by Hemant Sindhu, MD, President/CIR
My patient had been admitted with a clinical picture consistent with colon cancer, and he needed to be worked up to confirm my suspected diagnosis. He questioned the necessity of the procedures recommended and asked if they could be delayed. I spoke to him at length and engaged his family in the conversation as well. I urged him to consider an immediate work-up given his tenuous condition.
The next morning, I was surprised to find him missing from my census. He’d checked himself out of the hospital the evening before, following a threatening phone call from his boss warning him that he would be fired if he didn’t show up for work the next day. With a family relying on his income and no sick days afforded to him by his employer, the patient couldn’t spare the time off from work to treat his illness. His next visit to the hospital was eight months later when he arrived on a stretcher via ambulance in critical condition. It was apparent that the cancer had progressed past the point of saving; he soon died.
I felt dejected. I blamed myself for letting him down and couldn’t help feeling that if only I’d been able to convince him to stay, if only I’d been more aggressive in my advocacy for early intervention treatment, if only I’d been able to get him to listen to me. If only, if only.
I later heard about a protest by employees of the Golden Farms Grocery Store near my hospital – the employees were paid low wages and had no paid sick days, and one worker had been diagnosed with cancer but was unable to take the time off of work to treat it.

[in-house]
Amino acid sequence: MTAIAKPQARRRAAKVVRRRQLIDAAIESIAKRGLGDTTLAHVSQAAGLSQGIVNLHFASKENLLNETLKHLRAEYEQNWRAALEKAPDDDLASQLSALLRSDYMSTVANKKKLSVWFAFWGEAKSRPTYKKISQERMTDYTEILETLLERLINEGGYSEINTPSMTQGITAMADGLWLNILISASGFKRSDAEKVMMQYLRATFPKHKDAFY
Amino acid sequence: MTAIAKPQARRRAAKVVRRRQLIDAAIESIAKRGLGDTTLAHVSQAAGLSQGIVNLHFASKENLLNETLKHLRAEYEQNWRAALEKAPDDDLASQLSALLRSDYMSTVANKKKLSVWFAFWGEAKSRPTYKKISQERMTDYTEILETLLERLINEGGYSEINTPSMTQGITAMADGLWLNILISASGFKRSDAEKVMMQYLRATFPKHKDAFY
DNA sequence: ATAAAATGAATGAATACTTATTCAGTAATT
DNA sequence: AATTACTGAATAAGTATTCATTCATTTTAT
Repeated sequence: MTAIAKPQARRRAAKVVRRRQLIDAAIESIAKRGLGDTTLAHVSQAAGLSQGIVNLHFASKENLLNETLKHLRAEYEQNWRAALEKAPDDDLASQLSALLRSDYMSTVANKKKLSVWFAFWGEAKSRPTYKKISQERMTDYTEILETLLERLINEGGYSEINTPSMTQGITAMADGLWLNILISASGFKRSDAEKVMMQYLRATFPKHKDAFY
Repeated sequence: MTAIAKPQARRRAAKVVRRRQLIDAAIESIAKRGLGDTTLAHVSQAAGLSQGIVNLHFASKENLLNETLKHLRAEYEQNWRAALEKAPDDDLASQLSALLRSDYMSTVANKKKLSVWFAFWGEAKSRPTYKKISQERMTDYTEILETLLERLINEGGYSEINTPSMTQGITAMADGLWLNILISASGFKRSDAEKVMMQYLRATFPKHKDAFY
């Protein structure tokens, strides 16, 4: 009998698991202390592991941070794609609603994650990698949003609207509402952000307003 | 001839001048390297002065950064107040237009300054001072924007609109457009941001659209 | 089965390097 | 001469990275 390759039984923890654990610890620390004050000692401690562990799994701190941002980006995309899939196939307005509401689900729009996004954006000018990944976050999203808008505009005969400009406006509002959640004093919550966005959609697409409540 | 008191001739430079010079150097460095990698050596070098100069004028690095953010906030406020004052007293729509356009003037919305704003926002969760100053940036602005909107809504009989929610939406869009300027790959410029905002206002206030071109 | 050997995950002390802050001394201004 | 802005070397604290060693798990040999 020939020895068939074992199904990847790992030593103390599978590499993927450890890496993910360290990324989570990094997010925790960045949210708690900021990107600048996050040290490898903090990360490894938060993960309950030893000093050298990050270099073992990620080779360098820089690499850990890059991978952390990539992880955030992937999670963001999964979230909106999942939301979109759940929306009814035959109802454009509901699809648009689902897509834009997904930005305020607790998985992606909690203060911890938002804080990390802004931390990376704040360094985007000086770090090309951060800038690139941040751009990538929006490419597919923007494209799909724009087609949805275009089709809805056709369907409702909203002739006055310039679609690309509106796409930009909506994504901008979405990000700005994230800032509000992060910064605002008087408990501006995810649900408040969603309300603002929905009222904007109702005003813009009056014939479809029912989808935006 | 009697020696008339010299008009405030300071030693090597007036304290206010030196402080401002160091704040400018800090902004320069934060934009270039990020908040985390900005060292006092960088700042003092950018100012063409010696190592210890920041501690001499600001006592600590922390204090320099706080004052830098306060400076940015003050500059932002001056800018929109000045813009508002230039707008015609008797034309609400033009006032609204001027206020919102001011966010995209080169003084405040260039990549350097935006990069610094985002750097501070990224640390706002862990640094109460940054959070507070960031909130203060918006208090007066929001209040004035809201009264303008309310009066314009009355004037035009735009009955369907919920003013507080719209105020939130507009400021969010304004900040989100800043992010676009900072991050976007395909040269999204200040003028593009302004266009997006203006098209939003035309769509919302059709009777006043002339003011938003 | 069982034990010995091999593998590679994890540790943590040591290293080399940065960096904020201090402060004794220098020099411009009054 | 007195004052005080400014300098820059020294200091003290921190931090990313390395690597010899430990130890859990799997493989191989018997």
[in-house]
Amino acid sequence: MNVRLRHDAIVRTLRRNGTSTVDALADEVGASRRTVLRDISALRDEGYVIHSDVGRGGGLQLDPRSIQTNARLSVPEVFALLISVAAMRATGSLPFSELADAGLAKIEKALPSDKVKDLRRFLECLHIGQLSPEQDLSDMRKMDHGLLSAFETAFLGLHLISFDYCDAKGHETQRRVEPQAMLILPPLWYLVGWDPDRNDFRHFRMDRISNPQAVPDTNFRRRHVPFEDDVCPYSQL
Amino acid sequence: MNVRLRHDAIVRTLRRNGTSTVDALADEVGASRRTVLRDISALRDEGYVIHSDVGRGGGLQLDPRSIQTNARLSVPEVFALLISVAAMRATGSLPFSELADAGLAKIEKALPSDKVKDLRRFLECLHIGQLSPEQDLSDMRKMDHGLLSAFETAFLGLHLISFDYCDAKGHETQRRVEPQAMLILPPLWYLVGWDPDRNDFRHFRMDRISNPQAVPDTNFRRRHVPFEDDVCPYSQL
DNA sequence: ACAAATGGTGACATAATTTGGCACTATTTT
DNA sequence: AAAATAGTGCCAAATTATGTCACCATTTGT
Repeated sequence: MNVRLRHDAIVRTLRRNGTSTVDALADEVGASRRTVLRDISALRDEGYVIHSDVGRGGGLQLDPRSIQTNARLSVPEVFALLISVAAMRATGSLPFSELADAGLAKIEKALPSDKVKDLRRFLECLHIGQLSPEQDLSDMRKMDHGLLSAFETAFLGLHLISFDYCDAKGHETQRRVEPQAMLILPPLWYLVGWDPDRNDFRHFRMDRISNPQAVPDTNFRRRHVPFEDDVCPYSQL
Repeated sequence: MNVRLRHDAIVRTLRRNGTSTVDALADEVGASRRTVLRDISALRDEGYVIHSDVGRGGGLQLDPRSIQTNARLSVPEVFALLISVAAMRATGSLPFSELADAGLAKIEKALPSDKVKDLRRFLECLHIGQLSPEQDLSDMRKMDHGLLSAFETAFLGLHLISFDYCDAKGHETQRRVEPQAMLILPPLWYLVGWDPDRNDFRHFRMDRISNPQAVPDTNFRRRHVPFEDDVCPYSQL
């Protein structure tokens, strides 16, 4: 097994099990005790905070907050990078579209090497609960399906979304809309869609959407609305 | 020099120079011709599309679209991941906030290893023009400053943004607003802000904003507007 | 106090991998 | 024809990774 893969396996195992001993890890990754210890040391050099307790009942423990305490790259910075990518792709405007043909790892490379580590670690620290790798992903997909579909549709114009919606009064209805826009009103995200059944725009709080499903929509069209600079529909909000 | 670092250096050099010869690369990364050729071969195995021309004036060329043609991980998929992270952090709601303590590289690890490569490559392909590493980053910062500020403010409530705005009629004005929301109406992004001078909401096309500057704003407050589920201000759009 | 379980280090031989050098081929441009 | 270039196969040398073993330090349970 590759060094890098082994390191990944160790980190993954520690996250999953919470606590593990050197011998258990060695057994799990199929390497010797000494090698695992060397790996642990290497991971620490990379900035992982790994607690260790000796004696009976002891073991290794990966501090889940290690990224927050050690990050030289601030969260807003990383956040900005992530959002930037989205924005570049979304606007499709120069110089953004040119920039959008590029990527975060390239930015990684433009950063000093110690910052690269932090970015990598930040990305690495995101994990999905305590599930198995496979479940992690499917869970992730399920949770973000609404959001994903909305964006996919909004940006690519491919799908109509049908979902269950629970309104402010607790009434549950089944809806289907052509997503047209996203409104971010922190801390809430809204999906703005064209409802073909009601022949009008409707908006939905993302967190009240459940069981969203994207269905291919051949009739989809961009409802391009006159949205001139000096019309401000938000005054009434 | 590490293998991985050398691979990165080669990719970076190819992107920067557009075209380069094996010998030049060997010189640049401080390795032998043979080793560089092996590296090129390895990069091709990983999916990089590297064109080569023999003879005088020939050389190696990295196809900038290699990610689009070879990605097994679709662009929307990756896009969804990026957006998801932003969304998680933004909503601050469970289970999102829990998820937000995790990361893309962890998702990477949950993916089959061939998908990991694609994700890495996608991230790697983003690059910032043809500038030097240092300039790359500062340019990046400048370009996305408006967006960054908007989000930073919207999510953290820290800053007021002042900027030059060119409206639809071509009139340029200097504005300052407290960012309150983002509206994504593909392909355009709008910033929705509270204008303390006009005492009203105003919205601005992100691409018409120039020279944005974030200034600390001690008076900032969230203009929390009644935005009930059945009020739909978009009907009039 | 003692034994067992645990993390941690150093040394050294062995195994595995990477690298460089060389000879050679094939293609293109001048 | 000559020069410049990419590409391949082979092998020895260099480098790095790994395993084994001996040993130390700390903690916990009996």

He wasn’t my patient, but it was a painfully familiar story, and I couldn’t shake it.
This is how I first became involved in CIR 3 years ago, during my residency. I joined other CIR members and citywide organizations at rallies on the steps of City Hall. We testified before the New York City Council and at press conferences about the need for all workers to be afforded paid sick days, and I passed around a petition at Golden Farms for better treatment of the employees there.
By April of 2014, one year before I took office as CIR president, we’d won that battle for paid sick days legislation in New York, Massachusetts, Oakland, Newark, and a number of other cities around the country. We had succeeded! On behalf of all NYC employees, we won the fight to allow hard working individuals to earn time to care for themselves or their loved ones during times of illness. But there’s still so much work to be done, and I’m looking forward to leading the charge in my new position as president.
As physicians and as union members we are in a unique position to see and understand these issues – and to do something about them. Many CIR members work in safety-net hospitals, with patients who are disproportionately affected by poverty and severe working conditions. We all have stories of similar cases to that of my patient with colon cancer.
Poverty is a healthcare issue. The Fight for $15 – the campaign raging around the country to raise minimum wages to livable levels – is a healthcare issue. During residency, considering the hours we work, we’re often paid at minimum wage levels, so most of us can identify with the anxiety of having to make hard choices with our budgets. But we know that the end of our training will come, and with it better salaries that will allow us to live more comfortably, to pay off our loans, to take care of ourselves and to support our families; there’s a light at the end of the tunnel.
For too many of our patients however, there is no light at the end of the tunnel. We need to do something about that. I don’t want to see another patient who can’t afford to treat an illness or take preventative care because they barely make enough to cover their rent and food.
It’s an ongoing battle, but it’s one I’m looking forward to continuing in the coming year as CIR president, and beyond.